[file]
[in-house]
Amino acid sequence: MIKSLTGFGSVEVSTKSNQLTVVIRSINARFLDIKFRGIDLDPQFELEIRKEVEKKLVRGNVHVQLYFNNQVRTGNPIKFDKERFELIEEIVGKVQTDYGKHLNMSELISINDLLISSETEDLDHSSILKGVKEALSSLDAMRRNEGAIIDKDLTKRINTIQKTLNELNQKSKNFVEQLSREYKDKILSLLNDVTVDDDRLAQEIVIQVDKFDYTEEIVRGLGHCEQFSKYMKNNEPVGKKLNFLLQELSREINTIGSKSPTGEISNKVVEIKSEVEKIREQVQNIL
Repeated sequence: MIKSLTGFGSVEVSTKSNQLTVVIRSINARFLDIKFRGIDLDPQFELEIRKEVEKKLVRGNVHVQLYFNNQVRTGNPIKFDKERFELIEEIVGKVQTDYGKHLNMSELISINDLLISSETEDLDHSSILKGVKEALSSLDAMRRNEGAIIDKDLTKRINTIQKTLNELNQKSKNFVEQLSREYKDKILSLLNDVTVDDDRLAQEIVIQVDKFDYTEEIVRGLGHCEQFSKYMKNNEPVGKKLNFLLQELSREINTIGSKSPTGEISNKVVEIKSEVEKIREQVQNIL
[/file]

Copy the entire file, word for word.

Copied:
[in-house]
Amino acid sequence: MIKSLTGFGSVEVSTKSNQLTVVIRSINARFLDIKFRGIDLDPQFELEIRKEVEKKLVRGNVHVQLYFNNQVRTGNPIKFDKERFELIEEIVGKVQTDYGKHLNMSELISINDLLISSETEDLDHSSILKGVKEALSSLDAMRRNEGAIIDKDLTKRINTIQKTLNELNQKSKNFVEQLSREYKDKILSLLNDVTVDDDRLAQEIVIQVDKFDYTEEIVRGLGHCEQFSKYMKNNEPVGKKLNFLLQELSREINTIGSKSPTGEISNKVVEIKSEVEKIREQVQNIL
Repeated sequence: MIKSLTGFGSVEVSTKSNQLTVVIRSINARFLDIKFRGIDLDPQFELEIRKEVEKKLVRGNVHVQLYFNNQVRTGNPIKFDKERFELIEEIVGKVQTDYGKHLNMSELISINDLLISSETEDLDHSSILKGVKEALSSLDAMRRNEGAIIDKDLTKRINTIQKTLNELNQKSKNFVEQLSREYKDKILSLLNDVTVDDDRLAQEIVIQVDKFDYTEEIVRGLGHCEQFSKYMKNNEPVGKKLNFLLQELSREINTIGSKSPTGEISNKVVEIKSEVEKIREQVQNIL